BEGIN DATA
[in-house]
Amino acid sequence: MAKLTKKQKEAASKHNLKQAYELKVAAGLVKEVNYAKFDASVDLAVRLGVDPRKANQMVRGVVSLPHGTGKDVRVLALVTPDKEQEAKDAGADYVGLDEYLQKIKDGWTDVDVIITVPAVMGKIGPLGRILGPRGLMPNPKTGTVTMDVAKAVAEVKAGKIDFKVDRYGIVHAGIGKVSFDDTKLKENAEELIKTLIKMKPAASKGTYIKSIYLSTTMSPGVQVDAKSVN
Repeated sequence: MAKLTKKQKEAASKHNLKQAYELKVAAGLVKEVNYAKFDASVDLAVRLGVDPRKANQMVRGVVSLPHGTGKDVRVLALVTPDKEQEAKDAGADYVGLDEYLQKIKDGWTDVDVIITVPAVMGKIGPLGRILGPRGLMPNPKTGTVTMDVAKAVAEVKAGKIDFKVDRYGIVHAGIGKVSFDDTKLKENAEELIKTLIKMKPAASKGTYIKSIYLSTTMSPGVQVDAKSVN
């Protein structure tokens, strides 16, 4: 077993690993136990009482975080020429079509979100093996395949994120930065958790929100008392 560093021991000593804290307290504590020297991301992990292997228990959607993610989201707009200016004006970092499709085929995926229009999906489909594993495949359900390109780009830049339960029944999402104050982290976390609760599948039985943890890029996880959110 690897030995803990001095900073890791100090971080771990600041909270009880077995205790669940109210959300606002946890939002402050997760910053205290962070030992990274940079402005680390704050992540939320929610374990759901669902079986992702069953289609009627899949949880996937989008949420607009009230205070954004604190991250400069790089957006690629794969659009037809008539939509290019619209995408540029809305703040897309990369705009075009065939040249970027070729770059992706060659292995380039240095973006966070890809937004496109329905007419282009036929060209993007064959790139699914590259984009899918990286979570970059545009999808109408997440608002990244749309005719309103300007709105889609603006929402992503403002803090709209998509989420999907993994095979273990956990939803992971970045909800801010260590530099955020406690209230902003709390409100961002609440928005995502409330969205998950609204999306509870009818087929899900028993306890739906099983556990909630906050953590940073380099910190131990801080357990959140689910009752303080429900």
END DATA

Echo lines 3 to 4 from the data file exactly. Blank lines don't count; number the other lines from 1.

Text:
Repeated sequence: MAKLTKKQKEAASKHNLKQAYELKVAAGLVKEVNYAKFDASVDLAVRLGVDPRKANQMVRGVVSLPHGTGKDVRVLALVTPDKEQEAKDAGADYVGLDEYLQKIKDGWTDVDVIITVPAVMGKIGPLGRILGPRGLMPNPKTGTVTMDVAKAVAEVKAGKIDFKVDRYGIVHAGIGKVSFDDTKLKENAEELIKTLIKMKPAASKGTYIKSIYLSTTMSPGVQVDAKSVN
């Protein structure tokens, strides 16, 4: 077993690993136990009482975080020429079509979100093996395949994120930065958790929100008392 560093021991000593804290307290504590020297991301992990292997228990959607993610989201707009200016004006970092499709085929995926229009999906489909594993495949359900390109780009830049339960029944999402104050982290976390609760599948039985943890890029996880959110 690897030995803990001095900073890791100090971080771990600041909270009880077995205790669940109210959300606002946890939002402050997760910053205290962070030992990274940079402005680390704050992540939320929610374990759901669902079986992702069953289609009627899949949880996937989008949420607009009230205070954004604190991250400069790089957006690629794969659009037809008539939509290019619209995408540029809305703040897309990369705009075009065939040249970027070729770059992706060659292995380039240095973006966070890809937004496109329905007419282009036929060209993007064959790139699914590259984009899918990286979570970059545009999808109408997440608002990244749309005719309103300007709105889609603006929402992503403002803090709209998509989420999907993994095979273990956990939803992971970045909800801010260590530099955020406690209230902003709390409100961002609440928005995502409330969205998950609204999306509870009818087929899900028993306890739906099983556990909630906050953590940073380099910190131990801080357990959140689910009752303080429900």